The MDR was initially queried for all infants born between 2006 and 2009, and then evaluated by using the Defense Enrollment Eligibility Reporting System (DEERS) in order to ensure a minimum of 5 years of medical beneficiary eligibility. The included population’s data were then searched for any ICD-9 code corresponding to an extremity fracture. All ICD-9 codes between 810 and 829 were included (Table 1). Fractures were recorded on the basis of ICD-9 code and age of occurrence. Once a specific ICD-9 code was identified for a patient any additional appearance of the code for the next year was considered to be related to that initial injury and was not recorded. After 1 year it was attributed to a new fracture and was recorded again. MDR was also queried for every patient with a fracture for ICD-9 code 995.59 for child abuse and neglect. If the fracture and abuse occurred within 2 weeks of each other the fracture was considered to have been related to abuse. MDR was further queried for ICD-9 code 756.51 to determine the presence of Osteogenesis Imperfecta in our fracture population.
Demographic data is also recorded for all patients, and elements such as gender, age at time of fracture, geographic location, rank of sponsor, and sponsor’s race were selected to determine potential influence on likelihood of fracture. This project was considered exempt by the Uniformed Services University of the Health Sciences Institutional Review Board.
Calculations were performed on SAS software version 9.4 (SAS institute, Cary, North Carolina). Annual incidence was calculated in a rate of x per 1000 children and was further broken down into groups based on the year of occurrence. Logistic regression analysis was used to calculate the odds ratios with 95% confidence intervals for each of the designated risk factor categories: gender, geographic location, race, and rank of sponsor. Comparisons of categorical data were then made using a chi-squared test with p-value <.05 determined to be statistically significant.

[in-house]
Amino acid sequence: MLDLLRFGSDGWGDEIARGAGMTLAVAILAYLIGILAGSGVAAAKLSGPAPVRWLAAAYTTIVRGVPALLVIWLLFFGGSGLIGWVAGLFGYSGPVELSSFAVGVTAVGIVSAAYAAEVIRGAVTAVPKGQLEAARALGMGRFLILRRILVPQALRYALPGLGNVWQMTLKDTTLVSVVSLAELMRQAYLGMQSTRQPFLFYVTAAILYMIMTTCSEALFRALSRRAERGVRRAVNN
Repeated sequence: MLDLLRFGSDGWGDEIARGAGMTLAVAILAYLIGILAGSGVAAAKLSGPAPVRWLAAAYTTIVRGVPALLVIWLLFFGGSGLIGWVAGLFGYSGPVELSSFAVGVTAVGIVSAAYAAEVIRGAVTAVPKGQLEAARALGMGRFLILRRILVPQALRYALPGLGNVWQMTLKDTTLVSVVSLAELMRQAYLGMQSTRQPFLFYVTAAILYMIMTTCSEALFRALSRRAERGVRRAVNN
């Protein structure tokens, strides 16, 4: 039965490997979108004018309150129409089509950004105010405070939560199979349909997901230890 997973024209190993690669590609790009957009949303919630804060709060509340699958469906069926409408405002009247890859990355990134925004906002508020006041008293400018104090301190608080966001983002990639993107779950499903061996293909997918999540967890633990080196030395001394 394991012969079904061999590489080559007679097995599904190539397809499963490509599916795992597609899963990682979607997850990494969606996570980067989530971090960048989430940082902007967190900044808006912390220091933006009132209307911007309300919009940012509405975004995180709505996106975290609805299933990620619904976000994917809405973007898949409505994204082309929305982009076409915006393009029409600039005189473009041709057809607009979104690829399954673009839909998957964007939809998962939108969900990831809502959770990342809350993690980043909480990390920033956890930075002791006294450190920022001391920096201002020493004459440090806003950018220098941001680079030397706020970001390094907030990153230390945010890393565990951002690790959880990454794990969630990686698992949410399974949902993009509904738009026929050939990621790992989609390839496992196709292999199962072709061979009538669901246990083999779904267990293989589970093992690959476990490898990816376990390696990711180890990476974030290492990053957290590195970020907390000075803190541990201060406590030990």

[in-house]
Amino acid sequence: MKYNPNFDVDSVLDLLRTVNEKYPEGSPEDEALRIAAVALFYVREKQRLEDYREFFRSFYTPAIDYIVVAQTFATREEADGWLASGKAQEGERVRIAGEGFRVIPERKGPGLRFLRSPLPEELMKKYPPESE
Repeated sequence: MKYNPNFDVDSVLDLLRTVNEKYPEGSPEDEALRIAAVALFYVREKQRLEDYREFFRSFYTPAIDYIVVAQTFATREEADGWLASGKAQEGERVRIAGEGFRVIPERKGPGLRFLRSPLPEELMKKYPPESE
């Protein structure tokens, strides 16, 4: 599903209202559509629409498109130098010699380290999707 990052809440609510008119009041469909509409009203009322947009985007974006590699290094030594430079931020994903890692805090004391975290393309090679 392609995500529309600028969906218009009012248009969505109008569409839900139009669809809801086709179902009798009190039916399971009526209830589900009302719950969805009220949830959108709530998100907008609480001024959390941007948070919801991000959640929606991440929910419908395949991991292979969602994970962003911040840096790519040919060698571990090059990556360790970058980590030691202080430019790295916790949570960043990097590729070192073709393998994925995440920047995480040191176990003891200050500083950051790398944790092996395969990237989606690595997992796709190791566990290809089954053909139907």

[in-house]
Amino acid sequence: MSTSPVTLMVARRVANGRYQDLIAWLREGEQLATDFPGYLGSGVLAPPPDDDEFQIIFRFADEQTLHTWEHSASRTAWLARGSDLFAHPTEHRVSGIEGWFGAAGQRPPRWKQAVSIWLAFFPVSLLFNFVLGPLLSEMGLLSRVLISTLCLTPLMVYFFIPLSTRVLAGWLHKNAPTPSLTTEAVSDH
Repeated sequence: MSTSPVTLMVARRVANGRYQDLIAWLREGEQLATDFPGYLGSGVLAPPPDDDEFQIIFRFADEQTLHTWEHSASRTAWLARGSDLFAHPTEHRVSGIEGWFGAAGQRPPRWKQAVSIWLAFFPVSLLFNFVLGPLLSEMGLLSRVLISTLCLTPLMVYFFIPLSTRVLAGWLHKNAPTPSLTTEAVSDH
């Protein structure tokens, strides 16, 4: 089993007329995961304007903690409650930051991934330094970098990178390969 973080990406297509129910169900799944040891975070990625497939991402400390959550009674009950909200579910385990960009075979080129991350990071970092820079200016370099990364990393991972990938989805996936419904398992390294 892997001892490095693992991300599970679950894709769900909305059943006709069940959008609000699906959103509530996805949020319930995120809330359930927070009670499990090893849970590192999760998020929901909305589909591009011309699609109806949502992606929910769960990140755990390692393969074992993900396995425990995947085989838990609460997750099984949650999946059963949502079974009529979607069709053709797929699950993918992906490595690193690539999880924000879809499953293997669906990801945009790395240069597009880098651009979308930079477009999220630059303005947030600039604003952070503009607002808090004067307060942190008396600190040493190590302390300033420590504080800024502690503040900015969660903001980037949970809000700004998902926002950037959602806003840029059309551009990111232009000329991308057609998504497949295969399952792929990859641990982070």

Our study cohort consisted of 233,869 patients who were followed for 5 consecutive years. There were a total of 13,698 fractures in 10,889 children. The overall incidence of sustaining a fracture for the study time period was 5.86%. The annual incidence in each age group was 3.6 fractures per 1000 children (Age < 1), 9.8 fractures per 1000 children (Age 1), 10.7 fractures per 1000 children (Age 2), 10.2 fractures per 1000 children (Age 3), and 24.2 fractures per 1000 children (Age 4). The most common fractures in all age groups were forearm fractures, which increased in annual incidence with the age of the child from .56 per 1000 children at age 1 to 8.56 per 1000 children at age 4. The top five most common fractures in each age group were identified (Table 2 and Table 3). The data set was further queried to determine the rate of abuse-related fractures and the age at which they occurred. In our cohort there were 35 fractures attributed to child abuse. This was most common in the youngest age group with 19 of the abuse-related fractures occurring before the age of one. (Table 2) There were a total of three children with Osteogenesis Imperfecta in the study group, none of which had fractures attributed to child abuse.
Males were more likely to sustain fractures than females with an increased fracture incidence of about 12% across the study population (p < .001). Patients located outside the continental United States were also more likely to sustain a fracture with an incidence about 40% higher than patients within the United States (p < .001). Among regions within the continental US, patients in the north region had the highest fracture rate, however differences between the north, south, and west were not statistically significant (Table 4, p = .326). Children of officers were 25% more likely to sustain a fracture than those of enlisted personnel (p < .001). Caucasian children had the highest fracture incidence compared to all other races except American Indian or Alaska Native (p < .001).